I remember having a conversation with a friend when PokerTracker, the now-famous poker tracking software which reveals the exact frequencies of your opponent’s play in any given situation, first came out. We agreed it would change the game of online poker forever, and force players to take a more mathematical approach. Definitively knowing the frequencies of your opponent's raises, calls and bets allow one to use math to create counter strategies to their play. For example, if one observes their opponent folds the turn when facing a double-barrel more than 50% of the time, you can simply make a pot-sized bet with any two cards and be guaranteed to show a profit.
I witnessed as exploits shifted from those with an intuitive understanding of the game to those who found mathematical imbalances in their opponent's betting lines. Around that time poker equity calculators came onto the market, like PokerStove, which could compute the equity (or odds) of any two hands or ranges against one another.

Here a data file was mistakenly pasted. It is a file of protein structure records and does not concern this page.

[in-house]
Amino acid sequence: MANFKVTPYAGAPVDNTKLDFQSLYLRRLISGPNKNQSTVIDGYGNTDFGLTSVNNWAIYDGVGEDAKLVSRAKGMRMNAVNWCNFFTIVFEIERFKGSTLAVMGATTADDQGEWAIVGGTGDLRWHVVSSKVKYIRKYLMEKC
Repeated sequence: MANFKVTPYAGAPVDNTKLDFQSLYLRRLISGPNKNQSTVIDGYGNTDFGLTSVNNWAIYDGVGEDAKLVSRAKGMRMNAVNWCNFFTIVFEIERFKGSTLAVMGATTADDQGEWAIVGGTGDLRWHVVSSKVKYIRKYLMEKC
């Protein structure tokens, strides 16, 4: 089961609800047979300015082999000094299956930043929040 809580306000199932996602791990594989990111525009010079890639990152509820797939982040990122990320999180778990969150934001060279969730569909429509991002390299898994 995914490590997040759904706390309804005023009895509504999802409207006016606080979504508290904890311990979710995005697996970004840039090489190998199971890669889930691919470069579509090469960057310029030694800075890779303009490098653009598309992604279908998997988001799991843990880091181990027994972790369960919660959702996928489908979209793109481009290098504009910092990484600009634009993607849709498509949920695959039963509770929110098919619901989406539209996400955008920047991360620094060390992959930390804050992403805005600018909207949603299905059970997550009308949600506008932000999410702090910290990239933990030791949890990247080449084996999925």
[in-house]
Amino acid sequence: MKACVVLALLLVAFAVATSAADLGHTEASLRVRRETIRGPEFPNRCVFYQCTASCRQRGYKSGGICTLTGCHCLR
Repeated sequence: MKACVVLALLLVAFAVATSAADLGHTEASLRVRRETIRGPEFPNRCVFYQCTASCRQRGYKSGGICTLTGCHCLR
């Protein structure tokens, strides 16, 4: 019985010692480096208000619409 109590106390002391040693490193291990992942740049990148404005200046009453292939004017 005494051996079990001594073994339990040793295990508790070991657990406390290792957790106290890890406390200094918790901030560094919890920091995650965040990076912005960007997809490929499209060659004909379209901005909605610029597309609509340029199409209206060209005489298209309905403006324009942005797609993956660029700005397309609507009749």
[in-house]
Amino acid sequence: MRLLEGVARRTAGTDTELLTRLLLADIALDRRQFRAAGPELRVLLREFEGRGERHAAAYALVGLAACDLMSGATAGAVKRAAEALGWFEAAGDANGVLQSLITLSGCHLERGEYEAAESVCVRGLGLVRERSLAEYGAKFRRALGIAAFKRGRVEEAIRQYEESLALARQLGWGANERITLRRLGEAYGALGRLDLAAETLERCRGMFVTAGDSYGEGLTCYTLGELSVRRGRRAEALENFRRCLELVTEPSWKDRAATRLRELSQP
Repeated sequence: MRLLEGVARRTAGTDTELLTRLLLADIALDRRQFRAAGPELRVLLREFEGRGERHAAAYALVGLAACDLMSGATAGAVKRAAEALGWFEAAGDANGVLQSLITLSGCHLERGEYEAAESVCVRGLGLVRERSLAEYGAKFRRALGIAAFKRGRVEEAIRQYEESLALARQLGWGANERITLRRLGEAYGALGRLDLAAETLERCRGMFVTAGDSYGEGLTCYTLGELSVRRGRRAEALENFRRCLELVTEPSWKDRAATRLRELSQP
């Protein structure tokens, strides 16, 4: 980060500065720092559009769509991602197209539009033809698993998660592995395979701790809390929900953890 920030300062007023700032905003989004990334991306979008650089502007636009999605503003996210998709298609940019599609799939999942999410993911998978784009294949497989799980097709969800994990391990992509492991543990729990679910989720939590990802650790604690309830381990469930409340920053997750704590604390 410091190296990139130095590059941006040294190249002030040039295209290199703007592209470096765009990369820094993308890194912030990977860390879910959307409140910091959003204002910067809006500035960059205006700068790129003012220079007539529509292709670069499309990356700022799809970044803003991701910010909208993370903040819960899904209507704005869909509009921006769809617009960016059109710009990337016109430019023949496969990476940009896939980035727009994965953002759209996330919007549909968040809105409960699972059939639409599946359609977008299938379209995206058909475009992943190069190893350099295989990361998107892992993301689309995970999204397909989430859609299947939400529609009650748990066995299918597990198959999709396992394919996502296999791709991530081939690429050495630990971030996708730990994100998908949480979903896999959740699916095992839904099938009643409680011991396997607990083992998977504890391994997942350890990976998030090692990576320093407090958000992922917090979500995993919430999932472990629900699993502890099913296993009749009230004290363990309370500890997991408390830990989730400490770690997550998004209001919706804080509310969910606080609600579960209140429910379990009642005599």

This radically changed the game as well, as one no longer had to use intuition (gained through experience) to determine if the situation was profitable, but rather they could learn the spots without ever sitting down at the table, just by running them through an equity calculator.
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The Rise of Artificial Intelligence
Another breakthrough happened when AI became good enough to predict the correct betting lines in any given situation.
I was one of the first in the world to test these ‘solvers’ when I flew to Malta to play against PokerSnowie’s beta version. The solver was easily exploitable as it couldn’t differentiate between any bet size over 2x pot, allowing for the easy adjustment of going all in whenever one had a premium hand, exploiting Snowies tendency to miscalculate the bet size and call too frequently.